At a time when most of the clamor regarding education in the Texas Capitol is about “more money,” one lawmaker is filing legislation to encourage existing education dollars to be spent more wisely; specifically, when it comes to compensating our schools’ top administrators.

Republican State Sen. Donna Campbell of New Braunfels recently filed a package of bills aimed at reining in out of control contracts for superintendents of Texas’ public schools. Senate Bills 721, 722, and 723 would cap the salaries and severance packages afforded to superintendents, as well as make most of the details surrounding their employment publicly and easily available.

“Parents and taxpayers should expect a certain level of transparency and accountability when it comes to what we are paying school administrators,” Campbell told Texas Scorecard. “While the majority of school districts do a great job of providing this information and appropriately compensating their superintendents, some schools are failing dramatically.”

Last year, Texas Monitor reported that some superintendents in Texas were raking in huge salaries in school districts that were supposedly tightening their belts. Moreover, some school districts were grossly over-compensating superintendents under investigation, on paid-leave, or were suspected of malfeasance before an untimely departure.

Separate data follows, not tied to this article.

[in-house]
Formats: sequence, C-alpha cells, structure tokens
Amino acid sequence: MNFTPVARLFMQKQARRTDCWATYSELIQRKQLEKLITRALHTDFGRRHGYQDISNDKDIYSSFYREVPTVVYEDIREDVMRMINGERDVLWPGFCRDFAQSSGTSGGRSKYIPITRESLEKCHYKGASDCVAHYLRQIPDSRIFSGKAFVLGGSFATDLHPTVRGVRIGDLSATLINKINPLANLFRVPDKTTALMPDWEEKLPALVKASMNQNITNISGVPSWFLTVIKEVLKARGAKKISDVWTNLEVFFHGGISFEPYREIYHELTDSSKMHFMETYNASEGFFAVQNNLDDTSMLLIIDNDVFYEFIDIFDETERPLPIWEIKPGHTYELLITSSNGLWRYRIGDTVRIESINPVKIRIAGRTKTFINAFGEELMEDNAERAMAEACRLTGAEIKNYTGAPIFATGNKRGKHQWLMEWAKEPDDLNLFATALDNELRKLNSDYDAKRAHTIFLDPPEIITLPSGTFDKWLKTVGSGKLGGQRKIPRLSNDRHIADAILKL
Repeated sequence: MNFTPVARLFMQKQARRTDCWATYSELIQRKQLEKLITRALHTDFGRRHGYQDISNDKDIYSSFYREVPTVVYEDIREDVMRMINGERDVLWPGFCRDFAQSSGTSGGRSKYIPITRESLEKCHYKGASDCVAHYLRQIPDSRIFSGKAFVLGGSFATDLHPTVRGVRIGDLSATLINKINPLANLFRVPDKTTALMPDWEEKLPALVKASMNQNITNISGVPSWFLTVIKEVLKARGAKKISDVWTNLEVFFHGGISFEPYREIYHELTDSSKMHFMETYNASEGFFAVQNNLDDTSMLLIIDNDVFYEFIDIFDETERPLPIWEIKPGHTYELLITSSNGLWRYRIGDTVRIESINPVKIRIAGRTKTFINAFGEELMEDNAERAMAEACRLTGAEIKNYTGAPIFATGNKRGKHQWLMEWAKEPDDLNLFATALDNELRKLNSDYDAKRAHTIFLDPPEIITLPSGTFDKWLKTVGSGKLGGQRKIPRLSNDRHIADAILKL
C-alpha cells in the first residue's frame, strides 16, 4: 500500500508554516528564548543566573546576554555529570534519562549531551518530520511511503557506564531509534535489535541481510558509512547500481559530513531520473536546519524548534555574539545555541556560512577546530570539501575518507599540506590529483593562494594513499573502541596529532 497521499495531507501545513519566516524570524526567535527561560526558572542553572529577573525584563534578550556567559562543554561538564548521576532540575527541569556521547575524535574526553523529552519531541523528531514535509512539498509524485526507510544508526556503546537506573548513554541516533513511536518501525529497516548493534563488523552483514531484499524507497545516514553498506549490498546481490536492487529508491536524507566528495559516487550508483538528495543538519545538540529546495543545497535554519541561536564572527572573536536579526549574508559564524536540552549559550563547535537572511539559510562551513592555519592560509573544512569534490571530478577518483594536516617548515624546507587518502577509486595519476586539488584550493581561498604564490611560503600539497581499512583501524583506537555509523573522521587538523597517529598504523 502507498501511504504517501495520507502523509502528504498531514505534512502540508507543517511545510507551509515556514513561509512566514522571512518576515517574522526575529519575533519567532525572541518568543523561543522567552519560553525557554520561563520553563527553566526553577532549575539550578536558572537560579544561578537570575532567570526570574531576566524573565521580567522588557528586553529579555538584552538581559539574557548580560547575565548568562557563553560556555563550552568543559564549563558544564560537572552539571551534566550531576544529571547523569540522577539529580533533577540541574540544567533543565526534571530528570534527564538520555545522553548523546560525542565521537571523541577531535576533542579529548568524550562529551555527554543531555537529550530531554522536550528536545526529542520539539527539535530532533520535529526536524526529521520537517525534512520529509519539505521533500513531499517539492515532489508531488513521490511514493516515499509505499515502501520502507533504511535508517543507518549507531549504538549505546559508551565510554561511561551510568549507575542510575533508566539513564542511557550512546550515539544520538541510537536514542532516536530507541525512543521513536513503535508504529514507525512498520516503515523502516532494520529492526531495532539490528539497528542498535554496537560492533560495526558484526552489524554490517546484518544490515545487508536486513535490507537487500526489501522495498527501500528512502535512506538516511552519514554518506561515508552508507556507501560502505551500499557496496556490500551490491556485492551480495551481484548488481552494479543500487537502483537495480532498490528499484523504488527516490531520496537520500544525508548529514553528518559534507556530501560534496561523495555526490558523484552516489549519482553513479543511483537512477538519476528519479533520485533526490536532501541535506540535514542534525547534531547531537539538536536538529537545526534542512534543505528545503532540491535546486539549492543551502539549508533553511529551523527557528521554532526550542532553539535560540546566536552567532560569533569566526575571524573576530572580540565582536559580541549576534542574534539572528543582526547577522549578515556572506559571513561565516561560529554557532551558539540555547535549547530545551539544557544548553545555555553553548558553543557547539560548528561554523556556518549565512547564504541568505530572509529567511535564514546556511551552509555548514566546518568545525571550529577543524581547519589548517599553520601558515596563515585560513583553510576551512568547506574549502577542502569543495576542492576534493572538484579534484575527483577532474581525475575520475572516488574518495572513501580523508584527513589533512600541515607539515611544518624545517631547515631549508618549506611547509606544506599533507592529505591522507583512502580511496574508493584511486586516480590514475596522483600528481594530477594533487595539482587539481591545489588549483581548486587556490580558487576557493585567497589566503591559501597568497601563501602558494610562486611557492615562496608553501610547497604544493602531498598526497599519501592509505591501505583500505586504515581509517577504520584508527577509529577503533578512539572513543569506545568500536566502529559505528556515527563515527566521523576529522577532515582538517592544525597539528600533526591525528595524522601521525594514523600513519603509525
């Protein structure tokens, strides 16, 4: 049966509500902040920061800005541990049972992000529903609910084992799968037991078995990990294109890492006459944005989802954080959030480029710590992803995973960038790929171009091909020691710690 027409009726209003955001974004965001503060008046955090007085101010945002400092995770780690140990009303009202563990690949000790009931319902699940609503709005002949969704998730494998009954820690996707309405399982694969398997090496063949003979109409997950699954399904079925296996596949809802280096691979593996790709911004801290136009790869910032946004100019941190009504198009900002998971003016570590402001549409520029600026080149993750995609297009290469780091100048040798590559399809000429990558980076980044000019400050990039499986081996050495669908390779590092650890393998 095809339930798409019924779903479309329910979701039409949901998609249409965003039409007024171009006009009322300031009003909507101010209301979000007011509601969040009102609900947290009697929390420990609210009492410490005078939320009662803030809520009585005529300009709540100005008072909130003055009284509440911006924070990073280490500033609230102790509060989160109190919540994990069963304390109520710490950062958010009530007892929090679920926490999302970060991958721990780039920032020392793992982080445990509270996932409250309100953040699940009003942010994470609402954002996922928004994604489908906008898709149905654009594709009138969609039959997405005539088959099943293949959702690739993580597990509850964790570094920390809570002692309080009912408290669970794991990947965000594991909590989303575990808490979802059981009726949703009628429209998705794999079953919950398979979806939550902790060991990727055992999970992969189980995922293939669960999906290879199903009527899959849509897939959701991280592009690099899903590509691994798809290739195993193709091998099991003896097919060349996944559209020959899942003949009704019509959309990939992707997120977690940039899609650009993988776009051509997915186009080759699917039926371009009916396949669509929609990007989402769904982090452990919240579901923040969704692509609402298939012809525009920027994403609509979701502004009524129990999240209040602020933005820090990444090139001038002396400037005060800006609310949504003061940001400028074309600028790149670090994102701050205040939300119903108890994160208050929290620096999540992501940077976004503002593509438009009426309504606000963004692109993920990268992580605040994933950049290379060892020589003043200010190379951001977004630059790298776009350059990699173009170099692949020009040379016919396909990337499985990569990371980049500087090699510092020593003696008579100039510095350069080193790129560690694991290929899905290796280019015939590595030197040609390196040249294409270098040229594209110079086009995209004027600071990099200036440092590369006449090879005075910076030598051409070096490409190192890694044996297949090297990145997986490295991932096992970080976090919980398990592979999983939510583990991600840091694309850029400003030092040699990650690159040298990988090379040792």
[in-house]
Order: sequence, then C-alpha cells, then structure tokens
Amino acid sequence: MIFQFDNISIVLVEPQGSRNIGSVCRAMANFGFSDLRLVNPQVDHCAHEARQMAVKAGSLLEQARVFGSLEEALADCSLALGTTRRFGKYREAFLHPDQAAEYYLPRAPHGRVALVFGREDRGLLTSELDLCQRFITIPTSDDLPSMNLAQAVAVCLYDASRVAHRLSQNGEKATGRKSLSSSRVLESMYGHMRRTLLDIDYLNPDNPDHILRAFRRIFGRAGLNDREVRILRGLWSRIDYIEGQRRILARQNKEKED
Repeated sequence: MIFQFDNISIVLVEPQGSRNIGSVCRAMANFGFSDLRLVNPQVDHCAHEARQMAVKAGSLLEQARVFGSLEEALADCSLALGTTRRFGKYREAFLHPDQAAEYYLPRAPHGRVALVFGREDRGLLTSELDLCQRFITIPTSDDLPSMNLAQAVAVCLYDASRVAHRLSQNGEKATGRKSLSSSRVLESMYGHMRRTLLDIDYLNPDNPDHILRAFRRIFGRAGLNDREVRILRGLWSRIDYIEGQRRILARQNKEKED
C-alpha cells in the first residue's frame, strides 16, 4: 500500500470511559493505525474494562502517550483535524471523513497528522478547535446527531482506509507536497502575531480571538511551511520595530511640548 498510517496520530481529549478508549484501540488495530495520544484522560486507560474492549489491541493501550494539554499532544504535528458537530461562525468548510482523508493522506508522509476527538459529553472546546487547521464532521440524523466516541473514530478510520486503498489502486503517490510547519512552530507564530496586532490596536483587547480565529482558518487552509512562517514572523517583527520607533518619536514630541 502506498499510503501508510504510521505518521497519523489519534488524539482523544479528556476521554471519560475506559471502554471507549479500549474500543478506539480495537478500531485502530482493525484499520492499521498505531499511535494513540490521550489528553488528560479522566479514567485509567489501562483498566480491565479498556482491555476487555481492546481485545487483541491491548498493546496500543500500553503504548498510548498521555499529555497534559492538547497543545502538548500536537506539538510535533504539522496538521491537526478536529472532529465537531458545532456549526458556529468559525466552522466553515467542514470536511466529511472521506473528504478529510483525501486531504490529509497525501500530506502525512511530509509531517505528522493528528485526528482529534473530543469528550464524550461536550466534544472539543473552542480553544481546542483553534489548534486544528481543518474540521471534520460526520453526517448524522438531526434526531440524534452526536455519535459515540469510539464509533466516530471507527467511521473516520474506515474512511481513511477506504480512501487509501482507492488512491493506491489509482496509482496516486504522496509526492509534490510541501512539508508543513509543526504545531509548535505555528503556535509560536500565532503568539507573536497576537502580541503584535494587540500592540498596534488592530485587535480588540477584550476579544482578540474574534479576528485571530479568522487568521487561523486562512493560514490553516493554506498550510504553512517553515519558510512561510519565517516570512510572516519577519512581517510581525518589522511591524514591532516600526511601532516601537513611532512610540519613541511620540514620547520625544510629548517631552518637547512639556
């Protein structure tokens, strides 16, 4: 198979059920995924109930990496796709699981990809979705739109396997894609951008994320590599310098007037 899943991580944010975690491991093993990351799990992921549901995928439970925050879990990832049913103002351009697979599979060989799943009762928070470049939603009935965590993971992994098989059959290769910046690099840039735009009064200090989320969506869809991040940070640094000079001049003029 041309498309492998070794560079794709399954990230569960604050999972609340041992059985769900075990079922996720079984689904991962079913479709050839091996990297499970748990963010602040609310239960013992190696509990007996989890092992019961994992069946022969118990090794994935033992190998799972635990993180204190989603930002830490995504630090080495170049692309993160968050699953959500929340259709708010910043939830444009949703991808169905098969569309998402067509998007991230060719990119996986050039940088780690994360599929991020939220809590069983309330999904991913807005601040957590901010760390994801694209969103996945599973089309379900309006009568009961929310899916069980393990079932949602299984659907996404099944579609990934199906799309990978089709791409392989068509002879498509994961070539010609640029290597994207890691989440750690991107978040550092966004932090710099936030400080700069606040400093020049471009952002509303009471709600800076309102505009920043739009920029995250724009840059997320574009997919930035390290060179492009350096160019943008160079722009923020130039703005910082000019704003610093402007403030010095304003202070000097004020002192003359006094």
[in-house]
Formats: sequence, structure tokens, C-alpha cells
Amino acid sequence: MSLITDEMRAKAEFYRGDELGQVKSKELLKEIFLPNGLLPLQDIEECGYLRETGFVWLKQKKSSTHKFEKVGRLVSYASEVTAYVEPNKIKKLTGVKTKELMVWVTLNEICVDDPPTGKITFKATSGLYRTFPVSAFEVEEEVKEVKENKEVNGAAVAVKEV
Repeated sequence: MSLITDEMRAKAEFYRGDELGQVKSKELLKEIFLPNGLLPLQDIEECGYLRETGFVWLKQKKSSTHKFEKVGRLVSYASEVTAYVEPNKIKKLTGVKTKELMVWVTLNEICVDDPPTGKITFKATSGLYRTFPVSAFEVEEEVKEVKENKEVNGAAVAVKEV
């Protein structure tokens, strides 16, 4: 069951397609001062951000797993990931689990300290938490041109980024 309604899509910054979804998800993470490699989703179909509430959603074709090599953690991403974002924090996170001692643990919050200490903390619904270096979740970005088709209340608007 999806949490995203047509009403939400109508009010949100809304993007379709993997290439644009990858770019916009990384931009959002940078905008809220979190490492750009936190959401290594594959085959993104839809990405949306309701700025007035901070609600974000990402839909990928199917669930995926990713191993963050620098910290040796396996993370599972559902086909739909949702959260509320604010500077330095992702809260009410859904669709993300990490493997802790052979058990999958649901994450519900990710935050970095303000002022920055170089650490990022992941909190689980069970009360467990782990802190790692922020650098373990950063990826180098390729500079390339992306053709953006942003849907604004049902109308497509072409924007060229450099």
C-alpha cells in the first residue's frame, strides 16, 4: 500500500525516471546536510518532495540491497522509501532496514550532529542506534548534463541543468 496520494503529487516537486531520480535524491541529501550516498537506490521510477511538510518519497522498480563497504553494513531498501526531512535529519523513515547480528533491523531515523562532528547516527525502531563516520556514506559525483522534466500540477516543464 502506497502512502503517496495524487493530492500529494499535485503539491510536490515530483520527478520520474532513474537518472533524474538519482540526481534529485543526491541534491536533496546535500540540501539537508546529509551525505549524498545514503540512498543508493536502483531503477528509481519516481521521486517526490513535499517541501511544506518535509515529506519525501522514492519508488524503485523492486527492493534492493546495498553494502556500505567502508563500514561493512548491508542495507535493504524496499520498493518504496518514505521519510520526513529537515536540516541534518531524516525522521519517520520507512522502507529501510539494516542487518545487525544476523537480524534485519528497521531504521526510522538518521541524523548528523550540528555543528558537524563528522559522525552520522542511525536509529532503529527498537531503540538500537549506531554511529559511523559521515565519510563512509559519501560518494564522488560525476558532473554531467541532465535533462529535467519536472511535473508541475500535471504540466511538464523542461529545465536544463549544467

“The trail of waste these bad actors leave behind costs homeowners more in property taxes, takes money away from classrooms, and hinders teacher pay,” said Campbell. “I filed these three bills because as we look to increase funding for our schools, it’s important we create efficiencies to drive more dollars to the classroom, not the board room.”

Senate Bill 721 would cap the salaries of superintendents at 150 percent of the governor’s salary. Currently the Governor of Texas makes $150,000 annually, which would subsequently cap superintendents’ salaries at no more than $225,000 per year.

According to the Texas Education Agency’s Superintendents’ salary tool, 135 School Districts across the state were compensating their superintendent’s north of the proposed cap during the 2017-2018 school year. Many salaries soar past the proposal level, with several approaching nearly double that amount.

Senate Bill 722 caps the dollar amount an administrator can be paid on their way out the door, and Senate Bill 723 would make information like salary, bonuses, benefits, and reimbursements available for taxpayers to see on the district’s website.

Campbell’s office did not say whether House companions to the legislation were in the works.

Campbell’s efforts stand out drastically amid the constant drone of the “more money!” crowd this session. It’s not uncommon for bills to spend more money, as opposed to more wisely in Austin, so measures aimed at reining in abuse and providing transparency, like Campbell’s, should be celebrated among taxpayers and fiscal conservatives.

State Sen. Donna Campbell

Capitol Phone: (512) 463-0125

Destin Sensky

Destin Sensky serves as a Capitol Correspondent for Texas Scorecard covering the Texas Legislature, working to bring Texans the honest and accurate coverage they need to hold their elected officials in Austin accountable.